Heart failure

Could Moderna and AstraZeneca’s mRNA heart failure drug candidate be a winner?


Modern (MRNA 1.74% ) and AstraZeneca (AZN -1.02% ) compete in some markets with their respective COVID-19 vaccines. However, the two companies are also partners. They recently reported the results of a phase 2 study of a messenger RNA (mRNA) heart failure drug. In this Motley Fool Live video registered on November 16, 2021Motley Fool contributors Keith Speights and Brian Orelli discuss whether Moderna and AstraZeneca’s mRNA candidate could be a winner.

Keith Speights: There is more news for Moderna. The company, along with its partner, AstraZeneca, recently announced good news of a Phase 2 study of a messenger RNA drug targeting heart failure.

Brian, what do you think of these results? Do you think these companies have a good chance of ultimately getting approval and commercial success with this mRNA heart failure drug?

Brian Orelli: The drug is called AZD-8601. As you can see by the code name, this is quite early in development. It is an mRNA which is injected into the myocardium, it is the muscle responsible for pumping the patient’s heart. It has been administered to patients undergoing elective coronary bypass surgery.

The idea here is that you want to express this protein by three mRNAs and this will enhance the pumping of the patient’s heart. The clinical trial was mainly focused on safety, so they showed the procedure to be safe, but it measured other secondary measures.

They measured the left ventricular ejection fraction, which is a measure of heart function. They looked at a biomarker called NT-proBNP, and it’s a hormone. It is elevated in patients with heart failure. They were waiting for it to drop. They saw trends that favored the drug, but there are only seven patients who received the drug and four who received a placebo, so it’s hard to draw any conclusions.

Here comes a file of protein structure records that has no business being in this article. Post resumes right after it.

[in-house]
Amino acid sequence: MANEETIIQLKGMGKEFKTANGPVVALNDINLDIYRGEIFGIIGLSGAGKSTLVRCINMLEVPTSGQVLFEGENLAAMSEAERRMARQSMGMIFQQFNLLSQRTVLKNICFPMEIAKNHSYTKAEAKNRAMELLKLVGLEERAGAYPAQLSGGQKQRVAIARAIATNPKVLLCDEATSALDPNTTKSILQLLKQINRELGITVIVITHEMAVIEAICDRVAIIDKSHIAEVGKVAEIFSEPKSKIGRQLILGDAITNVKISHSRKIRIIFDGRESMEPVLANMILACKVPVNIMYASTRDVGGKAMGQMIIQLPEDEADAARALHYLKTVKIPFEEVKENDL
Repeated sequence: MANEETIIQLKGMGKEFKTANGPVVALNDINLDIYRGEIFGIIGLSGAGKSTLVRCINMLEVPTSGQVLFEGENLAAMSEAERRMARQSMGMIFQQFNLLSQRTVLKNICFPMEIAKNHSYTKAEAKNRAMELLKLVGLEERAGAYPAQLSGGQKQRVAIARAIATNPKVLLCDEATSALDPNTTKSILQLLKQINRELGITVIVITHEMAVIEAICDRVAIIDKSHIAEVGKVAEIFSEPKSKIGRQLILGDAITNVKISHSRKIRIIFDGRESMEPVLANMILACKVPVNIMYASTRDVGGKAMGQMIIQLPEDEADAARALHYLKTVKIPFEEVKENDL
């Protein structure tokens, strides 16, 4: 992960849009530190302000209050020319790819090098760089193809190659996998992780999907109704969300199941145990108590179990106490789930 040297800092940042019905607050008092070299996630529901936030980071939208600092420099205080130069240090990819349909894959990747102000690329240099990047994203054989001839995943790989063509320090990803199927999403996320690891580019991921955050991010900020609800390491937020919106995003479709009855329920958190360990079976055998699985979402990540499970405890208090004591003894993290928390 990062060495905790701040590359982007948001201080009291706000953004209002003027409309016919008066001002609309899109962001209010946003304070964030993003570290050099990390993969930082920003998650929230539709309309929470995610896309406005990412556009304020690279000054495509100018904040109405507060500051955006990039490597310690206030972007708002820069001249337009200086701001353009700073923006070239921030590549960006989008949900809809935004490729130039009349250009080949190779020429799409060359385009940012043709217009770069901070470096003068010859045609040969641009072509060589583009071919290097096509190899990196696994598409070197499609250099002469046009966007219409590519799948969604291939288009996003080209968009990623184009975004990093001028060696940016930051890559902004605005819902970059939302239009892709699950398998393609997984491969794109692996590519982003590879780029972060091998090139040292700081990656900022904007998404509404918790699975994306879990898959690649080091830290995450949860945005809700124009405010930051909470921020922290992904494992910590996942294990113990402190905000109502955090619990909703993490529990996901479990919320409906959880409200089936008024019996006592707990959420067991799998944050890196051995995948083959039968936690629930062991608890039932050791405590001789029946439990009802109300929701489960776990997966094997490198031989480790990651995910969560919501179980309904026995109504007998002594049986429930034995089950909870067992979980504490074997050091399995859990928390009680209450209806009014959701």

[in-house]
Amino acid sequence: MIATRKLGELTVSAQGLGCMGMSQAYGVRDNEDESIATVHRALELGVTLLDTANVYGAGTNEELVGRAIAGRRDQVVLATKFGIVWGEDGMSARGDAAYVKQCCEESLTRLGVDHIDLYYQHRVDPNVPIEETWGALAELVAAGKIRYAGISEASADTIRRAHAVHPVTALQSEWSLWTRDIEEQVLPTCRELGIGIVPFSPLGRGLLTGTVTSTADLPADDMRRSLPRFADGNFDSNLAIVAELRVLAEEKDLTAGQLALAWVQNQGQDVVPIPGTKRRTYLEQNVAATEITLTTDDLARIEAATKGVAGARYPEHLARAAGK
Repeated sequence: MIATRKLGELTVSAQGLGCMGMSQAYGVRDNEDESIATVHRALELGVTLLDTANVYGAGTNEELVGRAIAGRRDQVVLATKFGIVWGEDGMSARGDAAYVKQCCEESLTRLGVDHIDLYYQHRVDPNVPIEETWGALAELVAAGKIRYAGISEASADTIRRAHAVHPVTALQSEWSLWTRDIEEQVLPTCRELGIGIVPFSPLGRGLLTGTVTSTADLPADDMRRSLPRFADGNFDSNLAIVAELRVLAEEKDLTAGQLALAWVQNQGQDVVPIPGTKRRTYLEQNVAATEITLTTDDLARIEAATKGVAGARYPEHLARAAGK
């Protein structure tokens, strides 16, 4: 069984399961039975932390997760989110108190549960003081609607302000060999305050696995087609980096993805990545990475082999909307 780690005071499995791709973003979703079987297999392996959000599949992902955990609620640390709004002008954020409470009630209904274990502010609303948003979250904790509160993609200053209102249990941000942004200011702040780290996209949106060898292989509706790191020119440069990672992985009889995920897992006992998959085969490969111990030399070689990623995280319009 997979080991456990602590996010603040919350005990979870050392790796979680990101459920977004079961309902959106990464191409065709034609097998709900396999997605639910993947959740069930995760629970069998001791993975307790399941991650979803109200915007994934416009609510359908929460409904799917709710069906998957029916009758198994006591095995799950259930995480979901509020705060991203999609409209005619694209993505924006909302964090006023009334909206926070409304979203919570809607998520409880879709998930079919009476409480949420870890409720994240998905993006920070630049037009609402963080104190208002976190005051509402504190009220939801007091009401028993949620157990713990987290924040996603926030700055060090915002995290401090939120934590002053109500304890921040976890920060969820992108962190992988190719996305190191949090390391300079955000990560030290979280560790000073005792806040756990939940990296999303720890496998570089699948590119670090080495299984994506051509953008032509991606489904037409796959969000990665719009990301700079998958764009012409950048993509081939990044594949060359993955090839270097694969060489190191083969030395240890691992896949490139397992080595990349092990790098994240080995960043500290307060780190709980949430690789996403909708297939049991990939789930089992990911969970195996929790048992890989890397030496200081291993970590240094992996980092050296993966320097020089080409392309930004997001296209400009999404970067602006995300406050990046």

The other problem here is that patients and their doctors and the FDA are going to care a lot more about outcomes like heart attacks, strokes, and death than they care about the heart pumping better or the pain. drop of a bio-marker. These clinical trials take a lot longer because you have to wait for someone to have a heart attack, stroke, or die.

I think investors, especially in Moderna, should expect it to take a long time, that their internal pipeline, I think AstraZeneca is in charge of gaining more of this drug through clinical development. I think Moderna’s internal vaccine pipeline is likely to go through clinical development faster than AZD-8601, although it may be a bit further along, at this point I think the development timeline is clinic is going to be long enough for this medication.

Speights: Yes. Above all, we are talking about a drug here, not a vaccine. Moderna has always said that if her messenger RNA approach works in one disease, it really has a lot of potential to treat many other diseases.

Do you think these results reinforce the fact that Moderna’s mRNA platform could really target a lot more diseases than some of the viruses out there?

Orelli: Yes. I think the problem is that he probably only speaks for a short time. It works well when you’re just trying to boost the immune system, start attacking things that you don’t need that much protein to be expressed. It might be difficult to do enzyme replacement therapy where you put the protein in the patient because you would have to be expressing it constantly, you would have to constantly inject yourself.

That we’ll have to wait and see how long it takes between if you get an expression high enough that you would and how long that expression would be the keys there.

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